We are also not convinced by defendant’s contention that the People may not appear or oppose the petition for conditional release prior to the evidentiary hearing authorized by section 6608, subdivision (e). Although section 6608, subdivision (a) does not expressly provide that the People are entitled to representation at the time the trial court makes the threshold determination of whether the petition is based upon frivolous grounds, [5] it does require a person petitioning for conditional release to “serve a copy of the petition on the State Department of State Hospitals at the time the petition is filed with the court.” (§ 6608, subd. (a).)

Moreover, we believe that the trial court has the inherent authority to allow the People to appear and to consider the People’s response to the petition. It is “well established that courts have fundamental inherent equity, supervisory, and administrative powers, as well as inherent power to control litigation before them. [Citation.]” (Rutherford v. Owens-Illinois, Inc. (1997) 16 Cal.4th 953, 967 [67 Cal.Rptr.2d 16, 941 P.2d 1203].

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The People’s initial response to the petition for conditional release should nevertheless be limited to the issue of whether the face of the petition and its supporting attachments show that the petition is frivolous because any reasonable attorney would agree that the petition is completely and totally without merit. (See McKee I, supra, 47 Cal.4th at p. 1192; Flaherty, supra, 31 Cal.3d at p. 650.)

If the People respond to the petition for conditional release at the time the trial court makes its threshold determination of whether the petition is frivolous, the court’s consideration of the People’s response should not result in an evidentiary hearing on the issue of frivolousness. The trial court conducts an evidentiary hearing on the petition for conditional release only if the court has previously determined that the petition for conditional release is not frivolous. (§ 6608, subds. (b), (e).) During this second step of the process, the trial court makes a factual determination on the basis of the evidentiary hearing as to whether the defendant qualifies for conditional release because he or she “would not be a danger to others due to his or her diagnosed mental disorder while under supervision and treatment in the community.” (§ 6608, subd. (e); see People v. Rasmuson (2006) 145 Cal.App.4th 1487, 1504 [52 Cal.Rptr.3d 598] [construing former § 6608, subd. (d).]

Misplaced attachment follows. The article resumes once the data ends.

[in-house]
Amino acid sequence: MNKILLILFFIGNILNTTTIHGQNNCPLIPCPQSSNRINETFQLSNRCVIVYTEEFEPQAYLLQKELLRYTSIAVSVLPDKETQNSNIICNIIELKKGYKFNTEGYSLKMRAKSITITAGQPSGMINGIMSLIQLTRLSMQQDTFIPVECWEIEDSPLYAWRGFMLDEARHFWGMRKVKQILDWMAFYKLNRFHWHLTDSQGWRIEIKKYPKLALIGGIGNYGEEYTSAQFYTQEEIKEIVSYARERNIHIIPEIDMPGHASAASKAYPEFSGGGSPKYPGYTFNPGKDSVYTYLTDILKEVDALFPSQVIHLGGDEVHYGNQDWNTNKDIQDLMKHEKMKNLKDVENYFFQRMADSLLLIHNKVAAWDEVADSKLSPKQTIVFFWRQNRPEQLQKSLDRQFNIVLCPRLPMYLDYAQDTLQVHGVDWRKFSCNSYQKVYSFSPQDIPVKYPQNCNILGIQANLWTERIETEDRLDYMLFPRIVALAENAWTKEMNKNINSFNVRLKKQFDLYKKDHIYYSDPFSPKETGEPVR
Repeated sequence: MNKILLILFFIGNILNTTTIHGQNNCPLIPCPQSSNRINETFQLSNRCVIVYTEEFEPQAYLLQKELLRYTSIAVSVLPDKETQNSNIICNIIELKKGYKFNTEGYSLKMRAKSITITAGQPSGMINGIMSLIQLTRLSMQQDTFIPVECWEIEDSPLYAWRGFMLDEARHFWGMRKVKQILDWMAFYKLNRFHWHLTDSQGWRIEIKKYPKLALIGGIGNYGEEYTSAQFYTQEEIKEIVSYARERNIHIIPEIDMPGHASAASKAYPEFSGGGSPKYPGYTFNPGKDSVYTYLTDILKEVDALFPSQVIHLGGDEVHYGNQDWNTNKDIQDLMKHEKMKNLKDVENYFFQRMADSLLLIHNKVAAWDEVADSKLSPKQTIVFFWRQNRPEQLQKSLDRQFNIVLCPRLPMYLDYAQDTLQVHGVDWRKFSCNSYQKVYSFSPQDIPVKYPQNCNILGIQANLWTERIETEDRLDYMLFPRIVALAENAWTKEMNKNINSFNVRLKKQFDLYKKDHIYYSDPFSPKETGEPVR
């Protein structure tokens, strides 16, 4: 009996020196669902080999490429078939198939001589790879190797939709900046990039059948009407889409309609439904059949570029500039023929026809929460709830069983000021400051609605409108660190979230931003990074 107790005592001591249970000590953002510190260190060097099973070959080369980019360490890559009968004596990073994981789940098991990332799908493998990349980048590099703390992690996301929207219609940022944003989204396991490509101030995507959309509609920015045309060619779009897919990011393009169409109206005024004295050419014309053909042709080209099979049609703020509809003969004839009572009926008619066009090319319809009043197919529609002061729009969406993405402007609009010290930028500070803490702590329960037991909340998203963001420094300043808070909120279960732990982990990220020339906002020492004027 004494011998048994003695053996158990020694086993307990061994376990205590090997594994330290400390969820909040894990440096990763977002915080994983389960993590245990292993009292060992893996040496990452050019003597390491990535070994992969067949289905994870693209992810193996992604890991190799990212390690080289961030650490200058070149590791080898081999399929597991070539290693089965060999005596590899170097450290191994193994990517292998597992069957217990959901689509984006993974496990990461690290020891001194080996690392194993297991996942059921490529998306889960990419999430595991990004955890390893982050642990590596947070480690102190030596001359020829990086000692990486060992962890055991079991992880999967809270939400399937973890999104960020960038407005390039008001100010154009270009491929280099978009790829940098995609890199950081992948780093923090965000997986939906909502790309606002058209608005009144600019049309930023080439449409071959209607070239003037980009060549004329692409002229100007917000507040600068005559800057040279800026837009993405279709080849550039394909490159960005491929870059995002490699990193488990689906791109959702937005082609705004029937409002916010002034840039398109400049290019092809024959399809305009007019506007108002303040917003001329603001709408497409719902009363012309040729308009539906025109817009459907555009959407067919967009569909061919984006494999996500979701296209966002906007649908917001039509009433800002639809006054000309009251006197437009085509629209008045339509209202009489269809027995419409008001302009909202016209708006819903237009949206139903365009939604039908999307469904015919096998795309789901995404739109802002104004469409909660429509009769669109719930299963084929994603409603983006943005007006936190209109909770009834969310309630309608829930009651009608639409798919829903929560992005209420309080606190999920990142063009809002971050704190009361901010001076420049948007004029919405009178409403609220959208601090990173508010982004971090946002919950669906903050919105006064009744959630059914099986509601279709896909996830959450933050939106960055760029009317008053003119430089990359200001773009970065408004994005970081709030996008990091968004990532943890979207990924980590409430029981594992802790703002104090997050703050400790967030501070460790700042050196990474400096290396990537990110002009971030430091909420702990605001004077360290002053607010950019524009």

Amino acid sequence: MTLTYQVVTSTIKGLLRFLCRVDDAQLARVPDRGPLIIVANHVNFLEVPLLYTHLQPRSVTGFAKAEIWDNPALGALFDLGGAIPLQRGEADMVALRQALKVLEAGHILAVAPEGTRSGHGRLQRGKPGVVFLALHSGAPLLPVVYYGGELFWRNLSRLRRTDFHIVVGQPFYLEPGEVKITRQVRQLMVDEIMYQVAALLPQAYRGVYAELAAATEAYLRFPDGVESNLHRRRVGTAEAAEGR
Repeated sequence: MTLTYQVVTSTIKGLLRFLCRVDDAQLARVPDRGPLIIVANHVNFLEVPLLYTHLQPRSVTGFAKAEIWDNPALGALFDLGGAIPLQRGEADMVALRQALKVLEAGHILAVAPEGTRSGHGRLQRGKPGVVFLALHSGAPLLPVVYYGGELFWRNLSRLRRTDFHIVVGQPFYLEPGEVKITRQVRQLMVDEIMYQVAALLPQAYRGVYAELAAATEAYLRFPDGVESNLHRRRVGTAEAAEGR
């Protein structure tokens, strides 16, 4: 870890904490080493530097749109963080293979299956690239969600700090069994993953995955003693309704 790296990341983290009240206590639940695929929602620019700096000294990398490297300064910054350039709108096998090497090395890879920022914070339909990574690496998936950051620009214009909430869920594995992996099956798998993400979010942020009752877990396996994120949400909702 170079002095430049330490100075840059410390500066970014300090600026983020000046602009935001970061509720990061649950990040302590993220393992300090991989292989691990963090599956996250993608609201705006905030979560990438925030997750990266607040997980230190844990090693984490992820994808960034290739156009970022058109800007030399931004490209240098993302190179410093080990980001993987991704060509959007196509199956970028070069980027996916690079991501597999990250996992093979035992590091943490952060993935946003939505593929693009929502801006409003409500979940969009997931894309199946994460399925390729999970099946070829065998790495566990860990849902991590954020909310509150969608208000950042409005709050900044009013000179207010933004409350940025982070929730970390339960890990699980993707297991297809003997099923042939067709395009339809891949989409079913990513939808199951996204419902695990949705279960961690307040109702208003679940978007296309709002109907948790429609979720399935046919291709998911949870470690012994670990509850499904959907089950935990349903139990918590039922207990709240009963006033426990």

Thus, section 6608 makes a distinction between the threshold issue of frivolousness and the factual question of whether the committed person qualifies for conditional release, and requires a separate determination of each issue. For that reason, “[a]n approach combining the determination of the petition’s frivolousness and the question of the committed person’s qualification for conditional release... would expressly contradict the language of the conditional release statute, which... requires a noticed hearing in the event the court determines the petition is not frivolous. [Citations.]” (Collins, supra, 110 Cal.App.4th at p. 351, fn. 6.)

In the present case, the record reflects that the trial court reviewed defendant’s petition for conditional release, the Department’s 2013 annual report, the People’s response to the petition, the psychological evaluations submitted by the parties, and heard argument from the parties’ attorneys. In its order denying the petition, the trial court compared Dr. Park’s 2010 and 2013 evaluations, and found that the petition was frivolous because defendant’s evidentiary showing was inadequate in comparison to the evidentiary showing made in support of the petition for conditional release at issue in Smith II, supra, 216 Cal.App.4th 947. The court stated that although it was a “close call, ” “the petition falls short in comparison with the supporting information in Smith II.” (Underscoring omitted.)

On this record, we find that the trial court did not apply the correct standard in making the threshold determination of whether defendant’s